Scottish ultra-marathon runner banned for 12 months after hitching a ride in a car during foot race: reports

An ultra-marathon runner from Scotland has been banned from racing for a year by UK Athletics, after she hitched a ride in a car for a portion of a race back in April, according to reports.

Joasia Zakrzewski was disqualified from a 50-mile race April 7, in which she placed third, after officials discovered, after handing her a third-place trophy, that she had traveled 2.5 miles by car, the BBC reported.

Zakrzewski was competing in the 2023 GB Ultras Manchester to Liverpool 50-mile race, and data showed she traveled a mile of the race in just 1:40.


She told the BBC at the time that the entire situation was a “miscommunication,” explaining that she was feeling pain in her leg when she accepted a ride from a friend.

She also said she intended to tell race officials at the next checkpoint that she was withdrawing from the race, but when she reached them, she decided to “carry on in a non-competitive way.”

After crossing the finish line, she accepted the third-place medal instead of handing it back.

“I hold my hands up, I should have handed them back and not had pictures done, but I was feeling unwell and spaced out and not thinking clearly,” she said at the time.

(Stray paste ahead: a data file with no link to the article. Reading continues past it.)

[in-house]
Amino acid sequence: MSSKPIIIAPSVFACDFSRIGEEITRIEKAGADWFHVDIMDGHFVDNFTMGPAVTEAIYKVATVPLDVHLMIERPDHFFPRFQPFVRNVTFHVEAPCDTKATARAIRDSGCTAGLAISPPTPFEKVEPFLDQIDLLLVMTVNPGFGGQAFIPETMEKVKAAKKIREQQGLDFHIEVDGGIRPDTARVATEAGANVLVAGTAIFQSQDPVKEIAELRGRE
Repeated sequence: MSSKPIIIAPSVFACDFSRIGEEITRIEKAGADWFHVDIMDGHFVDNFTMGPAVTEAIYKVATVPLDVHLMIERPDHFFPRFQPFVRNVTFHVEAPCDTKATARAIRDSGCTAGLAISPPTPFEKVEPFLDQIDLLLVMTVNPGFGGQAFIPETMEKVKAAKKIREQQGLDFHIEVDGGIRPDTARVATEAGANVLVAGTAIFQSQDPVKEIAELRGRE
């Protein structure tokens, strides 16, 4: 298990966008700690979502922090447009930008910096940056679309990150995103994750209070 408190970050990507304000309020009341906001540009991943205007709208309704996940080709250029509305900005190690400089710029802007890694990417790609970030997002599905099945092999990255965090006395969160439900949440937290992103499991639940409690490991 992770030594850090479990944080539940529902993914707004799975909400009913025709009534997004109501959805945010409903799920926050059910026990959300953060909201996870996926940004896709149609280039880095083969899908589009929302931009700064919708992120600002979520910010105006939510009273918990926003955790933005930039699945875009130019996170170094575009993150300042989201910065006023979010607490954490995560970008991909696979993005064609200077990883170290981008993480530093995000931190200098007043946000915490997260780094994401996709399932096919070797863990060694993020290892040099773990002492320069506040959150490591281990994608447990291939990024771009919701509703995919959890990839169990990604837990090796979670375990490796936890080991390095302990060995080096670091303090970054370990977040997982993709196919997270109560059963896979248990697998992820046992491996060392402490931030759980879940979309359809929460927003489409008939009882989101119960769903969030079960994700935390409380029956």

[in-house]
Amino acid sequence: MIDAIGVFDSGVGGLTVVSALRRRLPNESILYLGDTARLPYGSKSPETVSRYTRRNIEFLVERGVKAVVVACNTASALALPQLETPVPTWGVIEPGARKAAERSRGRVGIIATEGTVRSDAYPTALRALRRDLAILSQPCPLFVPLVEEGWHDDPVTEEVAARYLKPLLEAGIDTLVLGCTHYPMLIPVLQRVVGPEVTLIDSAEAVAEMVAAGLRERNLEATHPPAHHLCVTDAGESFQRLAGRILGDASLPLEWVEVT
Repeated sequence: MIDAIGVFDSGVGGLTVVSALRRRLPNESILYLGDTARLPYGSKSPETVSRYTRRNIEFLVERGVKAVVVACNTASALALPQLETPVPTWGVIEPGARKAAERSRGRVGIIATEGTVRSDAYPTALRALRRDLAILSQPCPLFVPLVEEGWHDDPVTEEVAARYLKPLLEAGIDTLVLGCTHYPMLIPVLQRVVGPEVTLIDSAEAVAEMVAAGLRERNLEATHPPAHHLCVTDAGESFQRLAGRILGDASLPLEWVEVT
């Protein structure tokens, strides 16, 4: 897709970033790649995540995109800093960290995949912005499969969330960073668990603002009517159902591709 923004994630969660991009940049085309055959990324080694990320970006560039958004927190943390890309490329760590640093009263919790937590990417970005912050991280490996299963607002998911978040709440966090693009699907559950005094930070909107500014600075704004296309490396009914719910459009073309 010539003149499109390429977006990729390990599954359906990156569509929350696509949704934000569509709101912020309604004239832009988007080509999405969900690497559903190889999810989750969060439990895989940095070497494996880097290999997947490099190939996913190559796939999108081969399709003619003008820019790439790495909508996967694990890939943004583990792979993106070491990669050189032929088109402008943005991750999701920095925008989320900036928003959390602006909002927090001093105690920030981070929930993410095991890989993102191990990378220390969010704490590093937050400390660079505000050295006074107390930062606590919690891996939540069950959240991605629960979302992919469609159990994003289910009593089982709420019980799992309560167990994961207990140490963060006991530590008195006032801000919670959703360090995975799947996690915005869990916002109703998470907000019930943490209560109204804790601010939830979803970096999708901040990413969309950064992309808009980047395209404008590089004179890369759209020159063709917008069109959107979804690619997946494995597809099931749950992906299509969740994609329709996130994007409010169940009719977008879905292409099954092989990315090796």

Ultimately, a new third place winner was named.

Zakrzewski, a general practitioner from Dumfries, Scotland who now lives near Sydney, Australia, was punished by UK Athletics after admitting to what she did.

Zakrzewski turned to social media and posted about the race, but later admitted she competed part of the race on a “non-competitive basis,” a written decision by the Independent Disciplinary Panel of UK Athletics in October.

“As stated, I accept my actions on the day that I did travel in a car and then later completed the run, crossing the finish line and inappropriately receiving a medal and trophy, which I did not return immediately as I should have done,” Zakrzewski said in a statement documented in the decision.

Ultra-marathons consist of foot races longer than traditional marathons of 26.2 miles, ranging anywhere between 30 miles and 3,000 miles over various surfaces.

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